There has long been a close relationship between fashion and royalty. One of the most notable relationships between designer and royal is between Louis Vuitton and Empress Eugénie de Montijo.
Louis Vuitton was born in 1821 in France and ran away from home to escape family issues. When he arrived in Paris at the age of 16, he studied under Monsieur Marechal, one of the most pre-eminent truck makers and packers in France. Given that travel was often a long term venture, trunks and trunk packers were essential occupations in the nineteenth century.
In addition to his signature shellac canvas print that is still prized today, he designed the first pick-proof lock.
In 1853, the Empress of the French, Eugenie de Montijo, appointed Vuitton as her official trunk maker and packer. The young Empress was newly married and keen to establish herself at the pinnacle of French society, and in turn, society paid attention to her fashion choices.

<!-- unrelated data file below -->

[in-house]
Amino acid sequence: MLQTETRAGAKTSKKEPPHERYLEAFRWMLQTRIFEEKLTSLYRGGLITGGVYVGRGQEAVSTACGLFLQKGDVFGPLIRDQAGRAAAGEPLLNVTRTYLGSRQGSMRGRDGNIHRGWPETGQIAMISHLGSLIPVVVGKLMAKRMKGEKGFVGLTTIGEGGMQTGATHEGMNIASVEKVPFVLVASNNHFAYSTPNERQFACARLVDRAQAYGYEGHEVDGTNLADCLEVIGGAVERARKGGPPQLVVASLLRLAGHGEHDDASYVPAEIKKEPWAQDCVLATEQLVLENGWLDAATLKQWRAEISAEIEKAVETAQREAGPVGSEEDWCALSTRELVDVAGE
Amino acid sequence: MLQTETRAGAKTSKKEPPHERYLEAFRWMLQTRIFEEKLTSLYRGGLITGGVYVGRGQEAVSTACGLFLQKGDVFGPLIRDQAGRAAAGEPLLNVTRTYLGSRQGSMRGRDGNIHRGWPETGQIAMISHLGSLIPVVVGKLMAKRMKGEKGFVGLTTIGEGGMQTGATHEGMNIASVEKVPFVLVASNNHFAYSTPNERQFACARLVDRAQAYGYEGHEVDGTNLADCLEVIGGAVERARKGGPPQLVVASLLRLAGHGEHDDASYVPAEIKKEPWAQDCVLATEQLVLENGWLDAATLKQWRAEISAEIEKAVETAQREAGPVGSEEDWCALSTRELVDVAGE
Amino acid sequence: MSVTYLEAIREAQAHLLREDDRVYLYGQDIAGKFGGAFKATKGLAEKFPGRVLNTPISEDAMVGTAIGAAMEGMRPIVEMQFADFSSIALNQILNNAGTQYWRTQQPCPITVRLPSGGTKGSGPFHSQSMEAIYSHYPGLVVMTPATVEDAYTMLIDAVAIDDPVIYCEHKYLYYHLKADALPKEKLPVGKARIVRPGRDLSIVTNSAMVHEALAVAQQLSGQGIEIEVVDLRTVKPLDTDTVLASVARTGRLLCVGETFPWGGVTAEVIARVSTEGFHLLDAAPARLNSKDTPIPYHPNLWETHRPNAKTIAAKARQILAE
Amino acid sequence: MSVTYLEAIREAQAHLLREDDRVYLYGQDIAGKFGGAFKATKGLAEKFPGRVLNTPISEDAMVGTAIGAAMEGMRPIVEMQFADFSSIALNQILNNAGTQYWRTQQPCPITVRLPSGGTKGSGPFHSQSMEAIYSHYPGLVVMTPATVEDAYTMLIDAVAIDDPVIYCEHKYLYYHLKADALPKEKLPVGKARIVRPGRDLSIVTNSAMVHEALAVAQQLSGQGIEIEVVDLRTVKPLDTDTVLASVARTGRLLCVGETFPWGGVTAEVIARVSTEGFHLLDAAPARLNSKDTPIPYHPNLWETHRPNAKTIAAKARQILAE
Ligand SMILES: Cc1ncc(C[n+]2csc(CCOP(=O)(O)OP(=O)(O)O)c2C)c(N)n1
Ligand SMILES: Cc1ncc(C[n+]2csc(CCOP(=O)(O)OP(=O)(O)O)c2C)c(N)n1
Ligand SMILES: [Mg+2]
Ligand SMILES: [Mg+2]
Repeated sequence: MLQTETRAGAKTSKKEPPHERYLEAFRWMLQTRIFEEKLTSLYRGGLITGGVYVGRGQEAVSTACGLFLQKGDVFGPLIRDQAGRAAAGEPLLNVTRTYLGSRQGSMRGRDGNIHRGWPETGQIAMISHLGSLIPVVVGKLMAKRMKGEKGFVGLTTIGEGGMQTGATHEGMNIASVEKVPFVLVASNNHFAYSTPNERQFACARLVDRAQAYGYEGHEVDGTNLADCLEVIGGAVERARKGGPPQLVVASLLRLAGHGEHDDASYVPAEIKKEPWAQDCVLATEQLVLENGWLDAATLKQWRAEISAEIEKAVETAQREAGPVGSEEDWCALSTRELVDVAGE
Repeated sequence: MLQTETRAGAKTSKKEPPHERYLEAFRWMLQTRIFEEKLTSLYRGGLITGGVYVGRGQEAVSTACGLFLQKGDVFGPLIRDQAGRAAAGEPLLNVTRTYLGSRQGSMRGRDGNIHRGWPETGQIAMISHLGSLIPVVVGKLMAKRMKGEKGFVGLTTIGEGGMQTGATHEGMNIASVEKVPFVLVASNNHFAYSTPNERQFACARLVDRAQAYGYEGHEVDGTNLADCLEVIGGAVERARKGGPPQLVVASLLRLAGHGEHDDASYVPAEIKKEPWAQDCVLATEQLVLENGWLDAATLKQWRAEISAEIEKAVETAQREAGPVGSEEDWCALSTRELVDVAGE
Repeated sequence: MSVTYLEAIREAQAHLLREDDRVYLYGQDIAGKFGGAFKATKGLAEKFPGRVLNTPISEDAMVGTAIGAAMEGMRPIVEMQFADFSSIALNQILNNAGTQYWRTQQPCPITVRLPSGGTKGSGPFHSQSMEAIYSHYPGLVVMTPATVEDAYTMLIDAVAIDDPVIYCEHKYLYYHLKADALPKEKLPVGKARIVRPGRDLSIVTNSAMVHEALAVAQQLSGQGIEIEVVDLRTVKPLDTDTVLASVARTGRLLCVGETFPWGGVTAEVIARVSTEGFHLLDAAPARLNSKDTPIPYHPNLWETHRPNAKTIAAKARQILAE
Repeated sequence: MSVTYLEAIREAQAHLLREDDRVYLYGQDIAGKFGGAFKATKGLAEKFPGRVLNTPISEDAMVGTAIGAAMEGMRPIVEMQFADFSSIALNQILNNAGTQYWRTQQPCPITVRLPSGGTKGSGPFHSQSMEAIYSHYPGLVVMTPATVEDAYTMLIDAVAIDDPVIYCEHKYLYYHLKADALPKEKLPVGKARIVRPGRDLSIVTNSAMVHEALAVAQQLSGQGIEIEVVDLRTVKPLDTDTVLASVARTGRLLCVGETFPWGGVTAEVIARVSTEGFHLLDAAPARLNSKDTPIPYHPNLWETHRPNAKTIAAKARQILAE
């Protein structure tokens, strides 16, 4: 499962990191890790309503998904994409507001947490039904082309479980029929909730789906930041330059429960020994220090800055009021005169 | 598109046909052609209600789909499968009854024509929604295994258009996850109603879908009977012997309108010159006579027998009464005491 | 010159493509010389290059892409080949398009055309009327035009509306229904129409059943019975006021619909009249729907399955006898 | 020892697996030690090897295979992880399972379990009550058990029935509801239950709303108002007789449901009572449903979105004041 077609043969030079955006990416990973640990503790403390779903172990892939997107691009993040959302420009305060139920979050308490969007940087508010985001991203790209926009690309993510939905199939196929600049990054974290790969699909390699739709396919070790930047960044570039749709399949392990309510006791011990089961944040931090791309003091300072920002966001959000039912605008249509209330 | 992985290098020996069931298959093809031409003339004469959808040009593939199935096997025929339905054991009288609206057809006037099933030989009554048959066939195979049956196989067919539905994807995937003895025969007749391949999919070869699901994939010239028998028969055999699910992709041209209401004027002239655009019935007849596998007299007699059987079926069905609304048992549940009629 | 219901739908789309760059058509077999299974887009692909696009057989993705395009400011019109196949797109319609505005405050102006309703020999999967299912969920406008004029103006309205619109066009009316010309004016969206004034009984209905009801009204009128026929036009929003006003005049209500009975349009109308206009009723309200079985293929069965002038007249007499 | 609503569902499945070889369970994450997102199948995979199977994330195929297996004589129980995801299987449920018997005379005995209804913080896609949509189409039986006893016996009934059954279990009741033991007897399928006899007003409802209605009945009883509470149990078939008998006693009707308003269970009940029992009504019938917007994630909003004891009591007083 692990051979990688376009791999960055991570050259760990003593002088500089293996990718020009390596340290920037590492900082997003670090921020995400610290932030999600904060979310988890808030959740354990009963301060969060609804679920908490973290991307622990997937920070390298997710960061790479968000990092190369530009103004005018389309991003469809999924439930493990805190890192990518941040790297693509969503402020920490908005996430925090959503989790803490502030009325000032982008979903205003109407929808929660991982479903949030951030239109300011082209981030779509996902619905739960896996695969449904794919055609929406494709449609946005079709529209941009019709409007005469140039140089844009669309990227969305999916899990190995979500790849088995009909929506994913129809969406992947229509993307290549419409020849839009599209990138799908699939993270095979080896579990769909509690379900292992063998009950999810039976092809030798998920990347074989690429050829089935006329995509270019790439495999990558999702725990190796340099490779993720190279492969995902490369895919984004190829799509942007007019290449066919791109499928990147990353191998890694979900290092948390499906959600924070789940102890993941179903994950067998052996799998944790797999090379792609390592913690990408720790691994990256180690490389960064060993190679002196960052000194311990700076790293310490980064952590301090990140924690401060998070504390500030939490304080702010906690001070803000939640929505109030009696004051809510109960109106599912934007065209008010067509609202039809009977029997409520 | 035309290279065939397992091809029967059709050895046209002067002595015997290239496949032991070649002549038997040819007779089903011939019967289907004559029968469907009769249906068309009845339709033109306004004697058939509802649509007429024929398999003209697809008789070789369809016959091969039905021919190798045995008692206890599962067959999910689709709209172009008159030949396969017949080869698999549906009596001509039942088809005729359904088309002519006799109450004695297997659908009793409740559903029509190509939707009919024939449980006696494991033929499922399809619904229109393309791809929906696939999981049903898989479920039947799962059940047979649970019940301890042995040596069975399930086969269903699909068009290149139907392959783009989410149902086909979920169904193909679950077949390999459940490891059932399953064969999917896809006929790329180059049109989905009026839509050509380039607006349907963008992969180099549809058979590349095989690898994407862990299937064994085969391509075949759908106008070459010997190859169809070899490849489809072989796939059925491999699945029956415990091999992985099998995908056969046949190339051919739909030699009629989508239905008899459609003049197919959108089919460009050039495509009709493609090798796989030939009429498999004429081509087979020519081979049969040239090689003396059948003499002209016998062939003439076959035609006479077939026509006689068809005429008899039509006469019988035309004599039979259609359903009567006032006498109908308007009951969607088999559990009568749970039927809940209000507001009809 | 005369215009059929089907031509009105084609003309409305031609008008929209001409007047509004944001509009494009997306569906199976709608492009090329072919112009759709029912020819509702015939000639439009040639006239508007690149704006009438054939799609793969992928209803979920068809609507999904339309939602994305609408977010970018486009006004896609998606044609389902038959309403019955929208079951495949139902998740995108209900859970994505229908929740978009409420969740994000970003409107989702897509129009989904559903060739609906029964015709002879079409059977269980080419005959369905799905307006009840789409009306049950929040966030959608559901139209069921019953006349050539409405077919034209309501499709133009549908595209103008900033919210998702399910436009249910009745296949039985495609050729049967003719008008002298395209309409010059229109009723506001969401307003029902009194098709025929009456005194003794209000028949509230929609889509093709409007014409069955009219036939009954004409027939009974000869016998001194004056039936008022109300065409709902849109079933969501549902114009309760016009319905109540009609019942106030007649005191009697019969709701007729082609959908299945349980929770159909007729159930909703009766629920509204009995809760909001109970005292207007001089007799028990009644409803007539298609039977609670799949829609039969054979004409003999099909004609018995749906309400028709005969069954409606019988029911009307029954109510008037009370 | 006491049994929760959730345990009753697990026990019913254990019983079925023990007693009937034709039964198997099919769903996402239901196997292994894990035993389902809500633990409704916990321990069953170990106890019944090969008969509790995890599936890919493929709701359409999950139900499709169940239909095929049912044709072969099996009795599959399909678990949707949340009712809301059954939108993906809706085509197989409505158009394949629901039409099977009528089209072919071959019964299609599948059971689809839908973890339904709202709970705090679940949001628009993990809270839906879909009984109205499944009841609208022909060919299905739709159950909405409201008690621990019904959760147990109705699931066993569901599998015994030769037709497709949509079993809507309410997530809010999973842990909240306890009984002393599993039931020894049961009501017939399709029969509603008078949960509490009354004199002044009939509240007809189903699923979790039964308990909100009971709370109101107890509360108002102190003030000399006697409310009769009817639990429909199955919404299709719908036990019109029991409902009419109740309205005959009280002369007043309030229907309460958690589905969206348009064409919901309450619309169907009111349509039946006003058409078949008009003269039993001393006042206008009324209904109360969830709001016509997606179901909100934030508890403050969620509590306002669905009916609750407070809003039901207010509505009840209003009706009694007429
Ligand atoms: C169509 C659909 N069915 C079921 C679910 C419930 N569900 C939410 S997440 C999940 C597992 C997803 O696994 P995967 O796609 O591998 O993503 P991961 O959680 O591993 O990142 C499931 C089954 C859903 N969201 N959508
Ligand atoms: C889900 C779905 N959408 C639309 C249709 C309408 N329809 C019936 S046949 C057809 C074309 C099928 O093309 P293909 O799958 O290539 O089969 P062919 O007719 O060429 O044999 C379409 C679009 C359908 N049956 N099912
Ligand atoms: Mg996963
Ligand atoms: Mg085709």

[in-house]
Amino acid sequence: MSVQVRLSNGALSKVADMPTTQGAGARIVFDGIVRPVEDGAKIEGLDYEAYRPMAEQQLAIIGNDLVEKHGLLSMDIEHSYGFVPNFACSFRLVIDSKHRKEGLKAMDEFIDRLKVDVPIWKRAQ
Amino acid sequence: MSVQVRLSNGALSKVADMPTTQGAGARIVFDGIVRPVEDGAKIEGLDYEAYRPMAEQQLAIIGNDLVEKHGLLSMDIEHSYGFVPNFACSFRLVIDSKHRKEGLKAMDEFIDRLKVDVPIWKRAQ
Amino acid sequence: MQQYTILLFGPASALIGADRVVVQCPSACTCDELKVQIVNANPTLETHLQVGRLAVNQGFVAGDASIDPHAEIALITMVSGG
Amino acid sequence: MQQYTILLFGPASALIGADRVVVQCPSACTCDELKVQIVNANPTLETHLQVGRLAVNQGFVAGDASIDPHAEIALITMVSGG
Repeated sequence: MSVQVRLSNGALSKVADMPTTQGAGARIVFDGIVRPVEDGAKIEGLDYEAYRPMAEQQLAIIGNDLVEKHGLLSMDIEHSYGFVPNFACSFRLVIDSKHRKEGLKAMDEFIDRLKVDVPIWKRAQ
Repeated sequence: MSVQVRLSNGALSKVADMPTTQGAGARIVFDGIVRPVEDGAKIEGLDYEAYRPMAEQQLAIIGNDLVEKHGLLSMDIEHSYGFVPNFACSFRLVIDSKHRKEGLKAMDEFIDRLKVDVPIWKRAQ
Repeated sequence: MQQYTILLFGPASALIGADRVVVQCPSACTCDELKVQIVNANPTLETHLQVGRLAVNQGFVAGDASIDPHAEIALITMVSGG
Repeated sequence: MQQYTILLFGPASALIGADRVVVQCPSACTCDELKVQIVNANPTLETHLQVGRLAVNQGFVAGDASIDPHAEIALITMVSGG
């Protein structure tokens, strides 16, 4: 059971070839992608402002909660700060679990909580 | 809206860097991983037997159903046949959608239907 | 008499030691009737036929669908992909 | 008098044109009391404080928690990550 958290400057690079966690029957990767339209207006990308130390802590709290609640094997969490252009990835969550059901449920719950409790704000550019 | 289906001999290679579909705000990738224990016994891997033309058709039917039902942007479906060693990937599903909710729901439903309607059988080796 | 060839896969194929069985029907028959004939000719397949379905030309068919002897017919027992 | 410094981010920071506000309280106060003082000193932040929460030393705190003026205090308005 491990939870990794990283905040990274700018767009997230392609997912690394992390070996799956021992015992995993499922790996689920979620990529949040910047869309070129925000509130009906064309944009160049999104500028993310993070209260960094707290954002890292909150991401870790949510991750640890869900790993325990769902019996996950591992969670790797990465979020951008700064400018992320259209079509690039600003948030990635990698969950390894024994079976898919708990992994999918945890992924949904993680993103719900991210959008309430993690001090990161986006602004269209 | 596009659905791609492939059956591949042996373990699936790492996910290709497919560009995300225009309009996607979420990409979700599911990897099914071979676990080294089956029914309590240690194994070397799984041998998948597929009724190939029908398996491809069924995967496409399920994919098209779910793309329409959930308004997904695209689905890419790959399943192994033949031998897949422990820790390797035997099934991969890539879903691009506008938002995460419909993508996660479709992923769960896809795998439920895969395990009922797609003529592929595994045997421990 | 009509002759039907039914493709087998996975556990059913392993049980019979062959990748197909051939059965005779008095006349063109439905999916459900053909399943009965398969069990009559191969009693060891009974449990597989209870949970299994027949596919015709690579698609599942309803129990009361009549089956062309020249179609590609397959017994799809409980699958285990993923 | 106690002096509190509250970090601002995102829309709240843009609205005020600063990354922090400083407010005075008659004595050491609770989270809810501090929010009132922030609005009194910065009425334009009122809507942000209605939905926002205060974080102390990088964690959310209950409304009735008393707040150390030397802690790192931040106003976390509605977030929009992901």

Born in Spain, she married the new Emperor of the Second Empire, Napoleon III, in January 1853. Until the monarchy’s downfall in 1870, they presided over fashionable society. Eugenie was exceptionally popular in the west for her fashion.
The Empress used Vuitton for all of her luggage and trunk needs, and he packed all of her trunks for several years. She praised him, saying, “pack[ed] the most beautiful clothes in an exquisite way.” In addition to hiring him herself, she also introduced his work and name to not only French society but notable socialites and royals from across Europe and America.
In addition to a close relationship with Vuitton, she also was a dedicated patron of Charles Frederick Worth. The English dressmaker is still known as the Father of Haute-Couture, and her patronage also catapulted Worth’s status as a luxury house.